Brewer was based in Singapore and designed several other buildings there. His Cathay complex included a 1,300 seat cinema, an hotel and the headquarters of the British Malaya Broadcasting Corporation. The epitome of modernity, the cinema was the first air conditioned public building in Singapore and offered arm chairs to its patrons, something out of the ordinary for 1939. The original interior included black marble pillars, green tiled floors and a gold ceiling - sadly all lost now. The Cathay was declared open by Loke Wan Tho, founder of the Cathay organization and a major mover and shaker in the film industry and the first screening was The Four Feathers starring Ralph Richardson and C. Audrey Smith. 



The Second World War reached Singapore in 1942 and the Cathay was used as a Red Cross casualty station. In February of that year, 14 shells struck the cinema, killing a number of Australians who had been in the hall. When Singapore fell to the Japanese, the occupying forces used it as a broadcasting centre from which to disseminate propaganda and directives to the local populace, including occasionally displaying the severed heads of executed locals.

The Cathay also served as home to the Japanese film director Yasujiro Ozu for the last year of the war. Ozu was to go on to direct the classic Tokyo Story in 1953. During his time in Singapore he is said to have done little work and spent most of his time entertaining guests, drawing and collecting carpets. This must have been disappointing for his superiors who had sent him there to make a propaganda film with the Indian director, Chandra Bose. The building was to have another famous resident from 1945 to 1946 when Lord Louis Mountbatten stayed there in his role as Commander of the Allied Forces in the Far East. The cinema eventually re-opened in 1948 with Tunisian Victory as its first post-war screening, an allied propaganda film. You can see it in its entirety here on youtube if you really want to!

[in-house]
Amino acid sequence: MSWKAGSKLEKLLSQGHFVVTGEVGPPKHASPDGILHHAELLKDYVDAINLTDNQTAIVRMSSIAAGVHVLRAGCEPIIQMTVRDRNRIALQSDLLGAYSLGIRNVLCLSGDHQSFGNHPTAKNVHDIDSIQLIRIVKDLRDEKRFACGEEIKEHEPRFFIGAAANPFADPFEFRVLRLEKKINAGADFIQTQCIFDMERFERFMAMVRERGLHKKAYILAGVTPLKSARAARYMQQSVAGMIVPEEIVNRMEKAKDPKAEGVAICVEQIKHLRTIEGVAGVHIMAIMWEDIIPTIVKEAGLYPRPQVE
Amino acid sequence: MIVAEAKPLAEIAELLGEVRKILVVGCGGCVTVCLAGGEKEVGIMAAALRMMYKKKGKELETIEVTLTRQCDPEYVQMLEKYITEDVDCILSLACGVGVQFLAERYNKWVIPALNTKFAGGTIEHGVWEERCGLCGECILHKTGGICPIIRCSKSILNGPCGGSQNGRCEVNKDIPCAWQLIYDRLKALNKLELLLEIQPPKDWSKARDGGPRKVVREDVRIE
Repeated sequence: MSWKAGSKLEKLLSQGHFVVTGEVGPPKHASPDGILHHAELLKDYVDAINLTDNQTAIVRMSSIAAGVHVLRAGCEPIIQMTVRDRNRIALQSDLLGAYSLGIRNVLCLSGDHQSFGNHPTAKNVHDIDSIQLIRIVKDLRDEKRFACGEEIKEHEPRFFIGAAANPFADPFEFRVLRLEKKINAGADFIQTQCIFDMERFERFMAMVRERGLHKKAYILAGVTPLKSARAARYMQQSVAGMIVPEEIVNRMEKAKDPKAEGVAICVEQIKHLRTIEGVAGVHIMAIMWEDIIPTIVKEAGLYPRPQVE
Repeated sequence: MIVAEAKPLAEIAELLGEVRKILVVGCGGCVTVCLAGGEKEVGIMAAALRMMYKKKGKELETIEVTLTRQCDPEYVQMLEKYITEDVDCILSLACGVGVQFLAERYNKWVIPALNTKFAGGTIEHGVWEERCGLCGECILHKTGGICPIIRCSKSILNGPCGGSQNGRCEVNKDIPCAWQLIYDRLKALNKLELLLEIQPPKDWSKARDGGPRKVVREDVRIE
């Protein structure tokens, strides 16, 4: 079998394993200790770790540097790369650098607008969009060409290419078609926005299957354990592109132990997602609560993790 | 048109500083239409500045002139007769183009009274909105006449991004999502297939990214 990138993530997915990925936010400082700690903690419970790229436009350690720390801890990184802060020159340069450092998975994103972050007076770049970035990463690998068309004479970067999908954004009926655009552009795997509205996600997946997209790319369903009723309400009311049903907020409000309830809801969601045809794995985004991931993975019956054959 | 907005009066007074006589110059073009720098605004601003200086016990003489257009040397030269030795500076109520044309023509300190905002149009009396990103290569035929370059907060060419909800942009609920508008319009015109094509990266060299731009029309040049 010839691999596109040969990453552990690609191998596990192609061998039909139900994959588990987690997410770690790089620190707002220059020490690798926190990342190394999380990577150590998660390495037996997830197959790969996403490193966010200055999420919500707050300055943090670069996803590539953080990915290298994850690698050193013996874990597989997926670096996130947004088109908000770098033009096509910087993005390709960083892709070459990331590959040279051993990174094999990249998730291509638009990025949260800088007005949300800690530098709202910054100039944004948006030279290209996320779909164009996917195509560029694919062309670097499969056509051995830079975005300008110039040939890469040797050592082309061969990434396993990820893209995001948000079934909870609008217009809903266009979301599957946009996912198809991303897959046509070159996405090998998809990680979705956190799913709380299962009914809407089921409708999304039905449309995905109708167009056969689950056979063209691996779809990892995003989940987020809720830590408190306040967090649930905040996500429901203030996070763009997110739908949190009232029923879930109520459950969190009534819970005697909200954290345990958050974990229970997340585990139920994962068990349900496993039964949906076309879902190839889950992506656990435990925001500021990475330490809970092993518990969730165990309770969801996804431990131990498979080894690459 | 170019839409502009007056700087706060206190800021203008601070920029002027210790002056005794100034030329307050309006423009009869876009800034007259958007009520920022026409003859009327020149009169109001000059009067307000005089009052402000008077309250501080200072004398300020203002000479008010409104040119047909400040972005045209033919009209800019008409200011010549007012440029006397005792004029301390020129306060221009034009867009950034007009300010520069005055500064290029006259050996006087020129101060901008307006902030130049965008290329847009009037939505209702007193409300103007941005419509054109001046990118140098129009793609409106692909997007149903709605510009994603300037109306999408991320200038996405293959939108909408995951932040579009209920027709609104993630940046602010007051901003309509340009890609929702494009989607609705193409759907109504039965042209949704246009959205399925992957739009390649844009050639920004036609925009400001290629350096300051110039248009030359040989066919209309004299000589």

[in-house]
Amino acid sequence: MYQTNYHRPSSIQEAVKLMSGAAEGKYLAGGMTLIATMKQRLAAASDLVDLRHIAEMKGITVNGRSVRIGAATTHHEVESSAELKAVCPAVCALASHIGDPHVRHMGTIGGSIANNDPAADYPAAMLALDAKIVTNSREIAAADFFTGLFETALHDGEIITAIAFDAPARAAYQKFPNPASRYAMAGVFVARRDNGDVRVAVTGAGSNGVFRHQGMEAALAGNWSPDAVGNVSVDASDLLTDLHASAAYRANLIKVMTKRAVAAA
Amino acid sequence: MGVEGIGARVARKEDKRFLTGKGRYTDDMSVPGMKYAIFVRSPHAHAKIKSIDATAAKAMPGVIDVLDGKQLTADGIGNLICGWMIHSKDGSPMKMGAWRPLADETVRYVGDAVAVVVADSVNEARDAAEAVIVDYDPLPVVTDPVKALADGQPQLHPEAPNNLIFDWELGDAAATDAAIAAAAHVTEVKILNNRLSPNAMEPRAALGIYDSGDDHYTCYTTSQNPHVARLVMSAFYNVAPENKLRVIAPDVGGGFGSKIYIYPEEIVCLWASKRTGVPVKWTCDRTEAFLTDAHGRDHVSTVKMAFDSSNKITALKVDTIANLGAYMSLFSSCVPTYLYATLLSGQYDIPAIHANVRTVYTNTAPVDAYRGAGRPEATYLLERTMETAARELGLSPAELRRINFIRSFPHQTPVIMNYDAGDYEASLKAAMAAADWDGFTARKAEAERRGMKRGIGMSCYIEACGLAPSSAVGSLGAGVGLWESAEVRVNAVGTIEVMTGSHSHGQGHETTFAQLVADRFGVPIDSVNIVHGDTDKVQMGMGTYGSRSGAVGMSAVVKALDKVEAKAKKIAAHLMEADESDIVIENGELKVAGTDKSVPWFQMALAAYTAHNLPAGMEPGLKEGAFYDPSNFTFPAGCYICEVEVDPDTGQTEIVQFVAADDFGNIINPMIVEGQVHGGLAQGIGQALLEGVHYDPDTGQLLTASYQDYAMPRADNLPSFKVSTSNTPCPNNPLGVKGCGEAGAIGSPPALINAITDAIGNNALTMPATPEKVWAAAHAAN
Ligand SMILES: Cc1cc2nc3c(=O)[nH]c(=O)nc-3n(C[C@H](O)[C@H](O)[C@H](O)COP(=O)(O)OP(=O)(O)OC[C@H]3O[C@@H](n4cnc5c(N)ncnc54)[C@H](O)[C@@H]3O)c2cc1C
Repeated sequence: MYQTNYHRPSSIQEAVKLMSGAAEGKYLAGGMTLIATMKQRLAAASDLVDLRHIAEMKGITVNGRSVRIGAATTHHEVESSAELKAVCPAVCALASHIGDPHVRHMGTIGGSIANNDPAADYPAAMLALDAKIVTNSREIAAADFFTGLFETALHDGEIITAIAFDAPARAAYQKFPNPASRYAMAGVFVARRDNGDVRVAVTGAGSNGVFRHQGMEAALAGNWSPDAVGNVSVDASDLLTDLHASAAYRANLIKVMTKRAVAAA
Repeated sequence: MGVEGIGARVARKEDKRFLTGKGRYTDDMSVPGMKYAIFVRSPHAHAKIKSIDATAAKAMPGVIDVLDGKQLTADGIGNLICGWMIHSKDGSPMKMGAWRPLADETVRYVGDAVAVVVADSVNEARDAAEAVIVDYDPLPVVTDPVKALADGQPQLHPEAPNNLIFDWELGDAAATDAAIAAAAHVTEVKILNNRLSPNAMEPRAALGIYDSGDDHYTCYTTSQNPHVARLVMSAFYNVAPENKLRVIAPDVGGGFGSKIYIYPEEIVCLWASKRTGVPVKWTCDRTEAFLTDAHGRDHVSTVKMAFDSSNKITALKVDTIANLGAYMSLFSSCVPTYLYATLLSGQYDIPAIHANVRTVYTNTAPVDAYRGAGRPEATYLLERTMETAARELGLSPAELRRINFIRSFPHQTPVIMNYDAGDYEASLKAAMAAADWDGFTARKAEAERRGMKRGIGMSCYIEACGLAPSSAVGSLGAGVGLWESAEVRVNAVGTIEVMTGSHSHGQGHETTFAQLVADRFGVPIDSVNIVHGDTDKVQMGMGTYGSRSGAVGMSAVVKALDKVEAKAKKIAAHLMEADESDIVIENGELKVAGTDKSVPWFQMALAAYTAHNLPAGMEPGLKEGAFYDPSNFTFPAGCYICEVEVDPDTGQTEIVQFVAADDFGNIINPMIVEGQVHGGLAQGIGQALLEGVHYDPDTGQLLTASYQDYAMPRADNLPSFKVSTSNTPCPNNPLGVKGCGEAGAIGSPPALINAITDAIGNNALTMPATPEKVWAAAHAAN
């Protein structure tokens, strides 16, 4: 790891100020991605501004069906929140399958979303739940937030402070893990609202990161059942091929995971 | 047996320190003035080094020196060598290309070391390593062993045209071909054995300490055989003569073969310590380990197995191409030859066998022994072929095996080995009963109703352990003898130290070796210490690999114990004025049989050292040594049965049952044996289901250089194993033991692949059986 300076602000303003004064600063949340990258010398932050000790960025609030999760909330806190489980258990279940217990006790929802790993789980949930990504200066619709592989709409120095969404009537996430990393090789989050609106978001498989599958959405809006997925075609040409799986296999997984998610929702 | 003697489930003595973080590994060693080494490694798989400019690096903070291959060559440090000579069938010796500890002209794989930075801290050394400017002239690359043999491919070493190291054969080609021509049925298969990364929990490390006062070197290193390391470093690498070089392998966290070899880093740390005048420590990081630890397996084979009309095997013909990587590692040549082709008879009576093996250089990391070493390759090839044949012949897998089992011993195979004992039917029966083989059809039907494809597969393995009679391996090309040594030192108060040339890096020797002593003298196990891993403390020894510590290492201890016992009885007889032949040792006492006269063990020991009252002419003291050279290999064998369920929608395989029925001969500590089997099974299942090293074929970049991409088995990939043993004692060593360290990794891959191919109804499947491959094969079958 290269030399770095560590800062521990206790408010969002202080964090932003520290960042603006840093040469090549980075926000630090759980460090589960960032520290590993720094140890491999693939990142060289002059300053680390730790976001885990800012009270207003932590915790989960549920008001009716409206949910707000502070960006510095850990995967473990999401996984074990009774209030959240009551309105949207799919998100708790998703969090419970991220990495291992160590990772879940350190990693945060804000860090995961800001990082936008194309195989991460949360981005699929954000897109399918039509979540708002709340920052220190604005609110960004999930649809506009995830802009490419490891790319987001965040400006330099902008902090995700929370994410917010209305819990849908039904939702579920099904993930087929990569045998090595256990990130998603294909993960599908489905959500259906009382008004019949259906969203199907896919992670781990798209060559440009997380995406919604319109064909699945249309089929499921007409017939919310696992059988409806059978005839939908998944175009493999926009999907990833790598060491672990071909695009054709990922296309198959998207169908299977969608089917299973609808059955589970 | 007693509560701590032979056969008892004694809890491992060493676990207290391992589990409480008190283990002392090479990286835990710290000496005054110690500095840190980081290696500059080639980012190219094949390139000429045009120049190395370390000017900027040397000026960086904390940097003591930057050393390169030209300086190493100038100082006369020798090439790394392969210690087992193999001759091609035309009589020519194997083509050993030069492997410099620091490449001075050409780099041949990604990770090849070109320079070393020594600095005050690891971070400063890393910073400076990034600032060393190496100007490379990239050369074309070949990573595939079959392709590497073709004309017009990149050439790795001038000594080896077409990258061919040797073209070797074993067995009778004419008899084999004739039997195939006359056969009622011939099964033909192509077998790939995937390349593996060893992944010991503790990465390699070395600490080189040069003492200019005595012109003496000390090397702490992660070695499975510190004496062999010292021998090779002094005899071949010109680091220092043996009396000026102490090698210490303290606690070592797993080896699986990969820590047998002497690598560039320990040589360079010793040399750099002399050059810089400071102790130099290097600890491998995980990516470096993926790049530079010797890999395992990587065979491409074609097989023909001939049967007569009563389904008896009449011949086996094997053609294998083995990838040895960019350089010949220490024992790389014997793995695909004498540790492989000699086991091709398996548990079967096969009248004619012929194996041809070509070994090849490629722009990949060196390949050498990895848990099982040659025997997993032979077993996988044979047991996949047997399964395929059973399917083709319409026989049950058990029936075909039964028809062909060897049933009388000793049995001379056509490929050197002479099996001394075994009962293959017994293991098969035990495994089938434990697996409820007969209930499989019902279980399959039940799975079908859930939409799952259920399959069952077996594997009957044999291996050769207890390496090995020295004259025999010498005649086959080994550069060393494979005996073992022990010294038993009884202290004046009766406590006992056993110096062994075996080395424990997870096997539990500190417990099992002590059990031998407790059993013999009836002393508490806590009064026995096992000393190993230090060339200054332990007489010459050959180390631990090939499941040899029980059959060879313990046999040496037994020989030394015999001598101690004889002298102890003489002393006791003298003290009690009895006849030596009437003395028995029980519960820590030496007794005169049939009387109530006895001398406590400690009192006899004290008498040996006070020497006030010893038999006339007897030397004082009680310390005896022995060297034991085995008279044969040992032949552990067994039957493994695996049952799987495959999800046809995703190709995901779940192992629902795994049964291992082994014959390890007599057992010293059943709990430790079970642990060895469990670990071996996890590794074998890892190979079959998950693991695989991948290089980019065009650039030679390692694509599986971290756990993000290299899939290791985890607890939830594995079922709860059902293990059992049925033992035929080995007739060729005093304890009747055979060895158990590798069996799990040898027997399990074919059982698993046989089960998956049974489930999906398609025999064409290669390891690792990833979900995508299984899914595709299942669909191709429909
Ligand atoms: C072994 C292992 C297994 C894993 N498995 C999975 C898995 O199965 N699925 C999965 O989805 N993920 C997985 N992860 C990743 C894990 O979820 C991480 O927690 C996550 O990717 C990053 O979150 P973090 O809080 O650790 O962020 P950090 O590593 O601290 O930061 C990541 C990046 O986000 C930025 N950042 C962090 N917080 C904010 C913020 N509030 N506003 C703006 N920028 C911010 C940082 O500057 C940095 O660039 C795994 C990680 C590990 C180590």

Since then the building has been through many changes. The hotel was converted into flats, an unsympathetic makeover took place in 1978 and in 1990 the Cathay organization announced plans to revamp the entire complex, including demolition of the original cinema. Thankfully the facade was listed as National Monument in 2003 and so this alone survives from the original building. Its striking curves and waves, its geometric centre piece and highly stylized lettering bearing the Cathay name now compete with much taller buildings to the side and the rear and interesting as those newcomers are, the Cathay facade is still the main attraction.